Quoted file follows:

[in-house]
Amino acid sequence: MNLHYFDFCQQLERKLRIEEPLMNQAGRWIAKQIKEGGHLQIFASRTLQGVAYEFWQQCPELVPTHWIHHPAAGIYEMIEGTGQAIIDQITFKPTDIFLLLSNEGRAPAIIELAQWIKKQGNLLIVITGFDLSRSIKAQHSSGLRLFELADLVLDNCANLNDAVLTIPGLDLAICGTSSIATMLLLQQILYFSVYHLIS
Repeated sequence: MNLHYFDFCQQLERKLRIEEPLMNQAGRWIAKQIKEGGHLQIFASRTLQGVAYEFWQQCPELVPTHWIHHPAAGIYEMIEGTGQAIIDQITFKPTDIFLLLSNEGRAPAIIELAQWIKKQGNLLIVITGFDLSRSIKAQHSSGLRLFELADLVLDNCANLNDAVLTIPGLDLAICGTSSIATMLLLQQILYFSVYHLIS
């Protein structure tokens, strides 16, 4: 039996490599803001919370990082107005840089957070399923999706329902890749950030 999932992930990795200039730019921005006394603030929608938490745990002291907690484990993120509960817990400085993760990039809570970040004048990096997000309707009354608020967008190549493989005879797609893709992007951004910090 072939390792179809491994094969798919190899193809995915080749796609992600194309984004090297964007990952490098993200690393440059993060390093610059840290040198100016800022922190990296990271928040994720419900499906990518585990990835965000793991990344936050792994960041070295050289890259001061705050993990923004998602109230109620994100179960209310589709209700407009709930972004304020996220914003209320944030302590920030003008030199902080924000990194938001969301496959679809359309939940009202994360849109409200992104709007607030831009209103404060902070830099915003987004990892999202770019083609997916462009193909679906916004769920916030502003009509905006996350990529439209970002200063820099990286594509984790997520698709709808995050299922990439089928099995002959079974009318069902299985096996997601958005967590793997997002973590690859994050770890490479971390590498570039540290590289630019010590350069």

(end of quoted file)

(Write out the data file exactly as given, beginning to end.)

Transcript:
[in-house]
Amino acid sequence: MNLHYFDFCQQLERKLRIEEPLMNQAGRWIAKQIKEGGHLQIFASRTLQGVAYEFWQQCPELVPTHWIHHPAAGIYEMIEGTGQAIIDQITFKPTDIFLLLSNEGRAPAIIELAQWIKKQGNLLIVITGFDLSRSIKAQHSSGLRLFELADLVLDNCANLNDAVLTIPGLDLAICGTSSIATMLLLQQILYFSVYHLIS
Repeated sequence: MNLHYFDFCQQLERKLRIEEPLMNQAGRWIAKQIKEGGHLQIFASRTLQGVAYEFWQQCPELVPTHWIHHPAAGIYEMIEGTGQAIIDQITFKPTDIFLLLSNEGRAPAIIELAQWIKKQGNLLIVITGFDLSRSIKAQHSSGLRLFELADLVLDNCANLNDAVLTIPGLDLAICGTSSIATMLLLQQILYFSVYHLIS
């Protein structure tokens, strides 16, 4: 039996490599803001919370990082107005840089957070399923999706329902890749950030 999932992930990795200039730019921005006394603030929608938490745990002291907690484990993120509960817990400085993760990039809570970040004048990096997000309707009354608020967008190549493989005879797609893709992007951004910090 072939390792179809491994094969798919190899193809995915080749796609992600194309984004090297964007990952490098993200690393440059993060390093610059840290040198100016800022922190990296990271928040994720419900499906990518585990990835965000793991990344936050792994960041070295050289890259001061705050993990923004998602109230109620994100179960209310589709209700407009709930972004304020996220914003209320944030302590920030003008030199902080924000990194938001969301496959679809359309939940009202994360849109409200992104709007607030831009209103404060902070830099915003987004990892999202770019083609997916462009193909679906916004769920916030502003009509905006996350990529439209970002200063820099990286594509984790997520698709709808995050299922990439089928099995002959079974009318069902299985096996997601958005967590793997997002973590690859994050770890490479971390590498570039540290590289630019010590350069």